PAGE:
Hydrodynamic Focusing

Most flow cytometry measurements are made optically, and it is important to keep particles well positioned in the flow stream in order to make accurate optical measurements. Flow cy-tometers use a fluidic method called hydrody namic focusing to control the position of particles in the flow (Fig. 1.2.2). In this technique, a flow of carrier fluid, called the sheath fluid, is established in the cytometer. The sheath fluid, which is usually normal physiological saline with perhaps a few additives, originates from a supply tank under pressure and flows through tubing to a sensing region where the detectors are located.

Just before its arrival at the sensing region, the sheath fluid flows into a chamber of relatively large diameter, then out through a tapered conical section that reduces the diameter of the flow to the dimensions of the sensing region.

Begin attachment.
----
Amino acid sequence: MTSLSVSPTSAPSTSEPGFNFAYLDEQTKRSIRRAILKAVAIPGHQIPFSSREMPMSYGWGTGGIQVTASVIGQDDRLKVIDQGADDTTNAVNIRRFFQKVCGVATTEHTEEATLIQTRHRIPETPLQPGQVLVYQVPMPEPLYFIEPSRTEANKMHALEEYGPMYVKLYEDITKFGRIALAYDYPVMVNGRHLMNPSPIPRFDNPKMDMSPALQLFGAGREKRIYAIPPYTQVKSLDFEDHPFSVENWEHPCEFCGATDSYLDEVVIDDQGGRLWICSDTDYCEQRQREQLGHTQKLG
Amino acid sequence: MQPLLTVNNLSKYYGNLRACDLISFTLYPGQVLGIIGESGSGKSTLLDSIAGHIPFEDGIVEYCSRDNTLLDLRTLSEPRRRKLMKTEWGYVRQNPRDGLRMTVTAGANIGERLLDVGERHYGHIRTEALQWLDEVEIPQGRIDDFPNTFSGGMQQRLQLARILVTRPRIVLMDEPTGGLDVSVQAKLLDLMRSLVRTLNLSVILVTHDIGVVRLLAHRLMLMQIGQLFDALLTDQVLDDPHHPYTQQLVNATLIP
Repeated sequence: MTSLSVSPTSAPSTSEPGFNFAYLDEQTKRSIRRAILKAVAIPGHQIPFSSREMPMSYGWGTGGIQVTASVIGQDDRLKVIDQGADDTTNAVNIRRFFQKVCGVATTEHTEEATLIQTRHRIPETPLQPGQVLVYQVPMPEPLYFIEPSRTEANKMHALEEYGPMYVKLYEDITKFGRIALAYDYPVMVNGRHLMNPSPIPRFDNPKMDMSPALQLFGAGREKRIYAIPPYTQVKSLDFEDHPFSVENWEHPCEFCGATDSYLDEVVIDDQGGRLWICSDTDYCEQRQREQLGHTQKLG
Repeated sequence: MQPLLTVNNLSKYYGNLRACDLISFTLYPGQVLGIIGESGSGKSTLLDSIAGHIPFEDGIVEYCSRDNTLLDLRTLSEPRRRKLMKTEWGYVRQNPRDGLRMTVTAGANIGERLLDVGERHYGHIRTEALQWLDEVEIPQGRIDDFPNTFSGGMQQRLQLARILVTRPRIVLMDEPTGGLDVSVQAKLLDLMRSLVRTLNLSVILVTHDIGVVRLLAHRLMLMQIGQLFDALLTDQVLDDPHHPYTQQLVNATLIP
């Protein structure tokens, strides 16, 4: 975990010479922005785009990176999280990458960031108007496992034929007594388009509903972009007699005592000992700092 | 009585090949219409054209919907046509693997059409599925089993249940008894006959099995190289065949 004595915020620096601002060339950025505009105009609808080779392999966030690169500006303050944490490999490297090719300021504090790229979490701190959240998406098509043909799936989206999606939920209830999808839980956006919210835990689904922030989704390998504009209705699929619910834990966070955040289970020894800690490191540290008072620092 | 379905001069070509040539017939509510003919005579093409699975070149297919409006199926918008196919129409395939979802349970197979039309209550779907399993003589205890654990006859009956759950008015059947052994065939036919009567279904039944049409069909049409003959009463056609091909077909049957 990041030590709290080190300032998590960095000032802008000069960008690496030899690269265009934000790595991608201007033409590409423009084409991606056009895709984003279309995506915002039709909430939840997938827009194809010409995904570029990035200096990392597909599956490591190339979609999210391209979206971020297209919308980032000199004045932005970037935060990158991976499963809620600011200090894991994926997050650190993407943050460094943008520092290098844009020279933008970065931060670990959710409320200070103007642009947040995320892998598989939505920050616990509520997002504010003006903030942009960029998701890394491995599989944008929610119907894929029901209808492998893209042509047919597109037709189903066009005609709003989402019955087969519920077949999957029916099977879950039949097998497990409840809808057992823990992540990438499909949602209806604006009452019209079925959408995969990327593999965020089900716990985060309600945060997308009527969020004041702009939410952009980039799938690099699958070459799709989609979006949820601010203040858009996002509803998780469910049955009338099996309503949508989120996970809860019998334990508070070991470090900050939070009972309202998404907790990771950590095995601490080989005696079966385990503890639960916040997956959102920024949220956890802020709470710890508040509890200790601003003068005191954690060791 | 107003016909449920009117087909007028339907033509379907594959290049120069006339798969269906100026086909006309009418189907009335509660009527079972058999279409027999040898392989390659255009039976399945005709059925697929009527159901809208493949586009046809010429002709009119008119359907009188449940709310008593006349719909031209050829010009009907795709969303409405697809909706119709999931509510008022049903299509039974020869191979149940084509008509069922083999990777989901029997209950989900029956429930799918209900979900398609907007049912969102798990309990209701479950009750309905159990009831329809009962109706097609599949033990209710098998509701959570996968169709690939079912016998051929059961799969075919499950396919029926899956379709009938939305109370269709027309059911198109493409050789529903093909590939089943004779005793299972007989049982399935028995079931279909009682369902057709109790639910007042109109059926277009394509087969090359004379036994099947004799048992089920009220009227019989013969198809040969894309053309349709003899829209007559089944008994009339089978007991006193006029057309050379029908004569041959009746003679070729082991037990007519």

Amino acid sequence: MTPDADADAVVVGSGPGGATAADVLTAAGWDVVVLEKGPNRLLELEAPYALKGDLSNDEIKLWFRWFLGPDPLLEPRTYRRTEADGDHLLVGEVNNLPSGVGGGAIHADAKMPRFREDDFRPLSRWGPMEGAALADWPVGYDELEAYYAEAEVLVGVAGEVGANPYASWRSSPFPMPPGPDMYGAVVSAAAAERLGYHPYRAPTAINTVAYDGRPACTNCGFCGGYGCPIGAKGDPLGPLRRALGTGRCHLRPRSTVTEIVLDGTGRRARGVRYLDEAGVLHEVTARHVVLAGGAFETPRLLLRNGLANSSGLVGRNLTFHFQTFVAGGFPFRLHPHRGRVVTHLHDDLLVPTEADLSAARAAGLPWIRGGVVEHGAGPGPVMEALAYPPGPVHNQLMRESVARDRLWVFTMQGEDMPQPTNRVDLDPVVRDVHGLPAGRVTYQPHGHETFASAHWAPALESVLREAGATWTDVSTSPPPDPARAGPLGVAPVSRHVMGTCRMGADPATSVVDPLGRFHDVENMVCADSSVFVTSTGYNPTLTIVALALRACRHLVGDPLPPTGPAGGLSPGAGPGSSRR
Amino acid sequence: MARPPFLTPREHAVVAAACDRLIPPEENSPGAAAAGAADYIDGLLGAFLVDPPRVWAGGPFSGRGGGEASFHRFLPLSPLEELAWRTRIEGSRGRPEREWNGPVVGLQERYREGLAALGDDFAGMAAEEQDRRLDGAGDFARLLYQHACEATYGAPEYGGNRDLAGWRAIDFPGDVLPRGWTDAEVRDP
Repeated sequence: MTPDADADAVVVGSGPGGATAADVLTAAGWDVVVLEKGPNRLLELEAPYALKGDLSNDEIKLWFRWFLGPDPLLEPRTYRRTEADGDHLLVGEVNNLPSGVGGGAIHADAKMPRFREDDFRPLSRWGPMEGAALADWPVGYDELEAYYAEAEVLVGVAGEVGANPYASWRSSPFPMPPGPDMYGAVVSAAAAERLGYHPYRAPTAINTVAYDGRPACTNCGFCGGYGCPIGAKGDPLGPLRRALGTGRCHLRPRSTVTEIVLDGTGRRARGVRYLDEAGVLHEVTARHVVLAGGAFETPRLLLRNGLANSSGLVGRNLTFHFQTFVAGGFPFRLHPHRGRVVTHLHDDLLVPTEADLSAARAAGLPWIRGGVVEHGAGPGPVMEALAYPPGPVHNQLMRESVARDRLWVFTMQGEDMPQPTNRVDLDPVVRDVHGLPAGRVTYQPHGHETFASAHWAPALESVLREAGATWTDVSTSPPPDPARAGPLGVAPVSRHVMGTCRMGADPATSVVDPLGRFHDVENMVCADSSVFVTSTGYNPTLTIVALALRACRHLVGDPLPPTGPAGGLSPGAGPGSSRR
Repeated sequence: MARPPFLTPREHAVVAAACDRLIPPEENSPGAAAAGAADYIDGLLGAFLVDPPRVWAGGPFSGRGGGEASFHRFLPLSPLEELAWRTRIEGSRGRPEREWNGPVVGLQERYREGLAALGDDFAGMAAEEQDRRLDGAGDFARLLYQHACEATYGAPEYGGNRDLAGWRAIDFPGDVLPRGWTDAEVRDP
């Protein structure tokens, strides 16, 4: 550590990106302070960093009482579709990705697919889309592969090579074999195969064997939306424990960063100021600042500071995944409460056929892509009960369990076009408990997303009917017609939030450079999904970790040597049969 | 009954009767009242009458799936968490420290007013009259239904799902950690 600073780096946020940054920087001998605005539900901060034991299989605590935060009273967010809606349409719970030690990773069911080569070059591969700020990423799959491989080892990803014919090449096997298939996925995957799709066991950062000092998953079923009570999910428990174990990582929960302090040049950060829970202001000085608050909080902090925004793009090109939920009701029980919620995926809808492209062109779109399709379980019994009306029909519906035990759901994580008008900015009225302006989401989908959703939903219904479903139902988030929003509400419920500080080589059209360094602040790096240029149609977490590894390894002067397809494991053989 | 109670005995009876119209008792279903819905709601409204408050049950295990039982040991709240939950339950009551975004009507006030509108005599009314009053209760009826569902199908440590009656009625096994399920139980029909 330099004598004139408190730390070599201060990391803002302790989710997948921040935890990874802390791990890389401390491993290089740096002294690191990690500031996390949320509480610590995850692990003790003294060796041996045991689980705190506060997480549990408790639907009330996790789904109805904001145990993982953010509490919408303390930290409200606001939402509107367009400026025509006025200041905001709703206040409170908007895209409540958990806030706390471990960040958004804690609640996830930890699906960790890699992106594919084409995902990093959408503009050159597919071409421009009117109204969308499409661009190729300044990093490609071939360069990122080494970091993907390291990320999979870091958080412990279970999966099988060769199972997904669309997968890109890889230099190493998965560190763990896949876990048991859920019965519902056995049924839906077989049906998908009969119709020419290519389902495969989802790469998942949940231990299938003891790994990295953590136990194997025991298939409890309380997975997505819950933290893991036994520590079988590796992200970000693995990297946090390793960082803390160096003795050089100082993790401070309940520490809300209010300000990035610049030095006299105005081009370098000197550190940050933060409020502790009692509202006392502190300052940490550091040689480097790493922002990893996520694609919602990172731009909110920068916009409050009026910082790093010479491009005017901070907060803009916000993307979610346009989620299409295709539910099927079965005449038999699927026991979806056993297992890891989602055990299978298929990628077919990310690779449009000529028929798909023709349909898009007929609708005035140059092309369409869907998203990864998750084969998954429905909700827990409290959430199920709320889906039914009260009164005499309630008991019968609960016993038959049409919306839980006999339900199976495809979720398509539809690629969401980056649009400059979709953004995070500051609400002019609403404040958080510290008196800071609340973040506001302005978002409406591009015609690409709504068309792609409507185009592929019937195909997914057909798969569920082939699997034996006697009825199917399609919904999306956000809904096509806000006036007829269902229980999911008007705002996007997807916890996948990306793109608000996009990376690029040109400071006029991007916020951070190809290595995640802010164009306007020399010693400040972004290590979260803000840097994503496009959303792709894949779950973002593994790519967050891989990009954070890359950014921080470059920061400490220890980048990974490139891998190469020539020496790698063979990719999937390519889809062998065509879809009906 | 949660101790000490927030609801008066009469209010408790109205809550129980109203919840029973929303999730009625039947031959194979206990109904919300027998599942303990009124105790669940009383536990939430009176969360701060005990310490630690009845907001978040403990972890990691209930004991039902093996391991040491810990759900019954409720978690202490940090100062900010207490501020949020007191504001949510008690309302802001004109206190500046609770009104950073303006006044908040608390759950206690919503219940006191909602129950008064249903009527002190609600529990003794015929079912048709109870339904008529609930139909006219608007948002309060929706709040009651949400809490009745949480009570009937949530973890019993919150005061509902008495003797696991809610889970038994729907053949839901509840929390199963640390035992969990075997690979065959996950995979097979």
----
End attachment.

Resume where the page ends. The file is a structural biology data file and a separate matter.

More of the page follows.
The sample-containing fluid is introduced into the middle of this chamber through a tube positioned on the central axis of the sheath flow. Under laminar flow conditions, the sample and sheath fluids do not mix but join together to form a coaxial flow. This combined flow then passes through the tapered section, which reduces the diameter (and increases the velocity) of both the sheath and sample flows simultaneously before they reach the sensing region. This technique confines the cells to a very narrow central core so that the path cells follow through the sensing region is very consistent. The central area of combined flow that originated from the sample flow is called the sample core.

It should be noted that the size of the sample

(f sample sheath pressure sheath fluid __►_Pi r hydrodynamic / (Ô)-^ |"| focusing section1

sheath tank

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